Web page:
This is kind of an awkward post, but:(adsbygoogle = window.adsbygoogle || []).push({});

The only topics that have always bugged me in calculus I-III are those which deal with differentials... I've convinced myself (and proven) that if a function can be written as f(x)dx = g(y)dy, then it is possible to "separate" the variables and solve the differential equation. However, I haven't even been able to convince myself of the 1-dimensional substitution rule for integrals.

For example:

u = 2x+6

du = 2xdx

I have a hard time seeing why I can just "solve for dx", replace that in the integral, and go on my way integrating with respect to u. I just think that there is a lot hidden in the method that is not documented well in calculus textbooks.

Another problem: I'm reviewing a little bit of differential equations, and I've stumbled across equations with homogeneous coefficients. The details aren't necessary, but as is easily proven, the substitution y = ux eases the problem. However, with this substitution, it "follows" that dy = udx + xdu. This clearly follows from the product rule, but I'm confused as to how it's possible to replace the dependent variable (y) with two independent variables (u and x). And of course, the nature of differentials is still a mystery to me.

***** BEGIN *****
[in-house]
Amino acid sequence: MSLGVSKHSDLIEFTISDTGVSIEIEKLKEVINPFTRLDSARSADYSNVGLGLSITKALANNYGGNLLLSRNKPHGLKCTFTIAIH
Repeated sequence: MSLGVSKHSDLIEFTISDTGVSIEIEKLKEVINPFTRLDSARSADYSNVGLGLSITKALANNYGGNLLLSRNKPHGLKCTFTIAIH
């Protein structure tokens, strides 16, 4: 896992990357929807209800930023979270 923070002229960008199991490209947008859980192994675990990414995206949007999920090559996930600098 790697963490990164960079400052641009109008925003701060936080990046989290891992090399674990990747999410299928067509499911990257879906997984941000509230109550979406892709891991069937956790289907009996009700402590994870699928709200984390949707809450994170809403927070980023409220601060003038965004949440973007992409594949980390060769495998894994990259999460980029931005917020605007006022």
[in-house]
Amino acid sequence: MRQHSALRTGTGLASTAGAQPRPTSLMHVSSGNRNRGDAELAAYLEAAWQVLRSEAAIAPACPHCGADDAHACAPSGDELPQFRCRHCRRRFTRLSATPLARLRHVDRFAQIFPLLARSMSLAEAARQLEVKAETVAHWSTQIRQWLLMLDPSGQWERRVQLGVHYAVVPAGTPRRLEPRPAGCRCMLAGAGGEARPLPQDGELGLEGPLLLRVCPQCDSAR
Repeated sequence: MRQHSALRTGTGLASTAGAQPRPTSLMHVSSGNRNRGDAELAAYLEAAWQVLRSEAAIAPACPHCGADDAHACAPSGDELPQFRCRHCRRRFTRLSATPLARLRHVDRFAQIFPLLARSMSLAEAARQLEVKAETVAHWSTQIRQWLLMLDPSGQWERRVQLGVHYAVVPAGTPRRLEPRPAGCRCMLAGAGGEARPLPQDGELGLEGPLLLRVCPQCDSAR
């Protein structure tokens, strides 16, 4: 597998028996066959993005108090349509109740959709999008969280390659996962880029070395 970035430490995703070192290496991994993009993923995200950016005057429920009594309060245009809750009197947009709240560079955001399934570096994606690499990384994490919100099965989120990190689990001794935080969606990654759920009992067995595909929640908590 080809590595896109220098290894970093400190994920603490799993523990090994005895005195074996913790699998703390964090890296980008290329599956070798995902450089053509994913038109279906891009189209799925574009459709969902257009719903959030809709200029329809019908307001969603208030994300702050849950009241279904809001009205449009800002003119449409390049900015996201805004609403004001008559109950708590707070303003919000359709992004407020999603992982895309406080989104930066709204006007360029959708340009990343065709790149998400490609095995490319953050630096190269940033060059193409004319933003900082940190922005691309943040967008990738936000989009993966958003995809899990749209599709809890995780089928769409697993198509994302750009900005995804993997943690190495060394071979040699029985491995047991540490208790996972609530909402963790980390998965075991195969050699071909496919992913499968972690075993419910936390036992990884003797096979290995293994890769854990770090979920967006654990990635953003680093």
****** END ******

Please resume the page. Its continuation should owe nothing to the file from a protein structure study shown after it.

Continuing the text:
Anybody willing to put me out of my misery and explain?

Thanks!

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# 1-dimensional substitution rule for integrals

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